Most companies recognise that D&I policies can help to retain skilled personnel, strengthen employer branding and support a culture of innovation and creative problem solving. But implementing and measuring the impacts of DEI policies and actions on business performance is harder to quantify. “D&I is a relatively new concept and while some countries have national guidelines addressing elements of D&I , there were no standardised processes to guide implementation,” says Frencia. “With the release of ISO 30415 in 2021, companies now have access to a valuable resource.”
In brief, ISO 30415 provides guidance on DEI, including recommended actions, measures and potential outcomes. The standard recognises that each organisation is different, and that decision makers need to determine the most appropriate approach to implementing D&I in their company. “Using ISO 30415, which includes Key Performance Indicators to measure progress, companies have access to structured approach to managing a complex process,” explains Frencia.
And as more companies embrace D&I, more data linking effective polices to business performance are beginning to surface. For example, a study by Juliet Bourke, Professor at University in Sydney (UNSW), Australia, found that companies with diverse and inclusive cultures are twice as likely to meet financial targets, three times more likely to be high performing, six times more likely to be innovative and eight times more likely to achieve better business outcomes.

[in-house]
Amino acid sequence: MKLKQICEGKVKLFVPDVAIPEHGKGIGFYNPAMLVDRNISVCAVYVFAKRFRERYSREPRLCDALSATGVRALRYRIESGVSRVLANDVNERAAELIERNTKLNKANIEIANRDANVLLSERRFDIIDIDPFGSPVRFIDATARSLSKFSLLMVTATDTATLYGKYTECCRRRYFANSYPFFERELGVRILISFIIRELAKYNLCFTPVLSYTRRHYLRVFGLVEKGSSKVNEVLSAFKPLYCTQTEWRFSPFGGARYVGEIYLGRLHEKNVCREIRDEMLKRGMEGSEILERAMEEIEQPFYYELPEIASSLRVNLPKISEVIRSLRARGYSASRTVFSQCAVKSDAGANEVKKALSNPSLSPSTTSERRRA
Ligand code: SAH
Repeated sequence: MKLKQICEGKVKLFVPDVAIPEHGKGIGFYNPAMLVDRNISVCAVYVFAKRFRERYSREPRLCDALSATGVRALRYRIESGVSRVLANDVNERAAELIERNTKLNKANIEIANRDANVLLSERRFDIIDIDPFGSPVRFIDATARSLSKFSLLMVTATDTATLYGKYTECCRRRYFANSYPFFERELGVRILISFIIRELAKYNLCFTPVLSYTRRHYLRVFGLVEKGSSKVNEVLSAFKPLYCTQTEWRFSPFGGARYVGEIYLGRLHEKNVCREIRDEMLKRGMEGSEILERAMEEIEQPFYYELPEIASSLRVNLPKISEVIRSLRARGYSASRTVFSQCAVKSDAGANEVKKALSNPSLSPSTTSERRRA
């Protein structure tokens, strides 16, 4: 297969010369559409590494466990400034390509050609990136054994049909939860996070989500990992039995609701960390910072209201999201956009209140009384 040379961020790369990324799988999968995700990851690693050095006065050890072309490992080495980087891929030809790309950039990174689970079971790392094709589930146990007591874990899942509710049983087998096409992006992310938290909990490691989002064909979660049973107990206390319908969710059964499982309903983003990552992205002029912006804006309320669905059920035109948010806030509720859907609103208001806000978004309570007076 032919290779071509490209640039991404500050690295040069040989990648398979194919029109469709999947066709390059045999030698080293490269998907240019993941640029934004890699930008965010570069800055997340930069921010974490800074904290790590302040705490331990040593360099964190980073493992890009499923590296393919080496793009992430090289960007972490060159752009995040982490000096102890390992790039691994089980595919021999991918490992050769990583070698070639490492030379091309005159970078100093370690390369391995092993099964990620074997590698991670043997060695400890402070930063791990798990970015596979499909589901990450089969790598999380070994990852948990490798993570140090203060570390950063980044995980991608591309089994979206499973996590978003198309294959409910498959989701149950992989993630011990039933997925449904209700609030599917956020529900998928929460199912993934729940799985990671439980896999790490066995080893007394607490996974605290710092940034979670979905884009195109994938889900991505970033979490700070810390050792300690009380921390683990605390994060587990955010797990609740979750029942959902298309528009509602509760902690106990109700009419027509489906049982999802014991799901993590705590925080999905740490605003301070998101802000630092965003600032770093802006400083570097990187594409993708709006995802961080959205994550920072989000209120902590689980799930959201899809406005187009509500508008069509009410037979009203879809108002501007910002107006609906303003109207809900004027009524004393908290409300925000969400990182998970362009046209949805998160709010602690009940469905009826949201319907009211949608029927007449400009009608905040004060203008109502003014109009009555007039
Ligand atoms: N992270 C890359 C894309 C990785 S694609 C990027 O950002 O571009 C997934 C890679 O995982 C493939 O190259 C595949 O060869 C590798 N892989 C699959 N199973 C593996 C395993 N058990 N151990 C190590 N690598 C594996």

Managing business risk
“Documenting D&I performance has also become an important metric in the tendering process, which has a direct impact on a company’s ability to increase its market share,” says Frencia. “And a more innovative and creative company will have the advantage in developing products or services, which impacts competitiveness. We also see that underperforming companies can face risks related to brand value and, in regions where ESG reporting is mandatory, there are legal consequences to non-compliance.”
Frencia notes that by providing third-party verification, DNV not only helps customers identify gaps or areas for improvement but also builds trust with relevant stakeholders throughout the value chain. However, she recognises that results may vary, depending on the location, size or type of company.
“For example, knowledge-based companies, like DNV, can expect faster results from implementing DEI policies, whereas companies operating in more industrial or manufacturing sectors may need more time for the benefits of DEI to impact year-end results,” she says. “But a growing body of evidence suggest that companies that take steps to build a more diverse, equitable and inclusive workforce outperform those that do not.”
The tipping point
As with any complex organisational change, the implementation of a holistic approach to DEI may represent a challenge for some companies. But Frencia believes that as more organisations recognise the positive impacts of DEI on business performance, more will begin their journey towards a more diverse, equitable and inclusive workforce. “In my view, we are approaching a tipping point,” she says. “Once managers see DEI not as a regulatory or compliance issue but as one that adds tangible value, the race will be on to see who gets there first. And a more diverse, equitable and inclusive future is one we can all hope for.”